lobstaboy wrote:The village of Over in Cambridgeshire is quite small so it's quite a challenge to be able legitimately to make the call "I'm over Over, over."


How does the QXC route go...Over, Andover and Dover?

Re: Judging distances in the air

PostPosted:Fri Jun 11, 2021 9:47 am
by kanga
Ibra wrote:..
+/-15deg from the horizon, the one bellow can't climb to hit the one above unless it's an F16...


.. or, I've been told, a hot air balloon (whose pilot can definitely not see what's directly above) :wink:

Re: Judging distances in the air

PostPosted:Fri Jun 11, 2021 10:45 am
by gaznav
When I had 6/4 distance vision the maximum I could see a light aircraft was at about 3nm, a Hawk sized aircraft at about 5nm and a tanker at about 10nm. That was using an air to air RADAR to que my vision and get an accurate range.

These days I am 6/5 on a good day and 6/6 on a bad day as I approach my 55th birthday and I need readers for n6 close in work. So my eyes are definitely worse. So I can probably knock 20-25% off of those distances now. :cry:

Which is also why I believe that EC for GA outside of about 8nm for air-to-air detection is pretty pointless. I try to think of my aircraft flying in an 8nm bubble and +/- 6,000ft. Outside of 8nm then I am highly likely to see it as it will be chuffing HUGE, and inside that if I haven’t spotted it then I want to know about it. Anything outside of that is just an unwanted annoyance in my personal opinion and likely to distract me unnecessarily. :thumright:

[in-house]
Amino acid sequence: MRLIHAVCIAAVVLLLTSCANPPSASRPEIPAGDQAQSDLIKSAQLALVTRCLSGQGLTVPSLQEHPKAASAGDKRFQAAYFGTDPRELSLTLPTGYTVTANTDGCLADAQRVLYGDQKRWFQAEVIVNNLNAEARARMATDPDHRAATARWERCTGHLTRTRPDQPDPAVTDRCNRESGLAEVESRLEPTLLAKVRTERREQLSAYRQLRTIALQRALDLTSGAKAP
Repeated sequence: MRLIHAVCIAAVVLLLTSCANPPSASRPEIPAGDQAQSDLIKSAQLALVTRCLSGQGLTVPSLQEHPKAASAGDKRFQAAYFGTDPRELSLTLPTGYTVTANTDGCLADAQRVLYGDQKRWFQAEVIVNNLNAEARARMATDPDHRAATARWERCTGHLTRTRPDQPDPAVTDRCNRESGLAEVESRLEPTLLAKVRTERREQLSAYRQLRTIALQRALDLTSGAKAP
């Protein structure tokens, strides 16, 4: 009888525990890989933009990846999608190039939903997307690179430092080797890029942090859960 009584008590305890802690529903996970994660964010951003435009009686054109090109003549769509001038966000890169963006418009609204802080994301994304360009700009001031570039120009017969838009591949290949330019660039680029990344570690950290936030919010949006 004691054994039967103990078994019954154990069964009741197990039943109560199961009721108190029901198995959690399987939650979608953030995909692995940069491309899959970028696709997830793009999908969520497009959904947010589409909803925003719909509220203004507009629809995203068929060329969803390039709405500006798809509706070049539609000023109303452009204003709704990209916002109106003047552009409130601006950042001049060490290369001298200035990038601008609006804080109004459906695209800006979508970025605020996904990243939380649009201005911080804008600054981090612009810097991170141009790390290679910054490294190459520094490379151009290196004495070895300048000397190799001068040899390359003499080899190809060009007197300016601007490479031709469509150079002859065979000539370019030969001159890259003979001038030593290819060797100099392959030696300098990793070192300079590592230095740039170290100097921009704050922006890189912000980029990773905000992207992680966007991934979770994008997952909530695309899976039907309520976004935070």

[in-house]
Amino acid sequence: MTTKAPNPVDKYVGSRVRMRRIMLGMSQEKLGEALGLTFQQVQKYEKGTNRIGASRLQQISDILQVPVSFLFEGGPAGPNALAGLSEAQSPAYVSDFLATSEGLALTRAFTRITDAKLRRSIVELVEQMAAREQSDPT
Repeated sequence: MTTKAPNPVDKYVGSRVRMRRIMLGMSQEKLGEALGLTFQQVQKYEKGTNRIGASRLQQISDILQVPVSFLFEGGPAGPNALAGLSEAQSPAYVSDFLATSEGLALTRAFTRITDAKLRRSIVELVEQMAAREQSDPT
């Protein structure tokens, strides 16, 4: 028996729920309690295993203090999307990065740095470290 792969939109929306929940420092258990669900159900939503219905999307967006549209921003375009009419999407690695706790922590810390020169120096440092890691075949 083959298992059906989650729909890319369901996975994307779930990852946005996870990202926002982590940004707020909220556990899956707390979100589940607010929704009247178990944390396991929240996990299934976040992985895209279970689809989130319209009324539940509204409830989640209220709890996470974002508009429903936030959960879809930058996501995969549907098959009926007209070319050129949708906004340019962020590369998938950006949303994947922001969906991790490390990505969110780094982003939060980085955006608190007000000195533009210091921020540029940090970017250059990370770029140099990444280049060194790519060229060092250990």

Re: Judging distances in the air

PostPosted:Fri Jun 11, 2021 11:47 am
by Highland Park
Cessna571 wrote:
lobstaboy wrote:If it's Royston that I'm overhead then I guess I could be anywhere in an area of about 10 sq miles and still have Royston or some part of it beneath me.
And so on...
FTAOD my point is that "overhead" is necessarily an imprecise term and we shouldn't expect it to be otherwise.



Agreed, but if you call overhead Royston, you shouldn’t be 4 nm north of it.

You should at least be overhead a bit of it !

It was drummed into me by Gerry Honey that your position reporting, especially in the circuit should be as accurate as possible for the benefit of the situational awareness of others. Even now, it really irritates me when an aircraft calls "Final" when they are still late base leg, about to turn onto final approach. I see it frequently when I'm the AGCS operator and its unhelpful, particularly when we have students in the circuit.

Ian

Re: Judging distances in the air

PostPosted:Fri Jun 11, 2021 1:28 pm
by kanga
ISTR ex-FJ AEF Chipmunk pilots seemed often to call Final when starting a continuous curved descent from the end of downwind :roll: Perhaps this was legacy of curved pfl pattern via Key procedures.

Re: Judging distances in the air

PostPosted:Fri Jun 11, 2021 2:03 pm
by Ibra
kanga wrote:
Ibra wrote:..
+/-15deg from the horizon, the one bellow can't climb to hit the one above unless it's an F16...


.. or, I've been told, a hot air balloon (whose pilot can definitely not see what's directly above) :wink:



They need mirrors :lol:

Apparently, they like close encounters: at least they can sell some entertainment to their bored tourists !

While crossing near Ragley Hall on a late evening, we decided to call RT on their shared Balloon frequency, one of them asked if I can do a pass nearby for his pax to take pictures :shock:

It did come to my mind that I should keep some distance from the guys, you know to avoid receiving that letter from Aviation House, Gatwick with "Re: regarding the unofficial airshow" in the title :pale: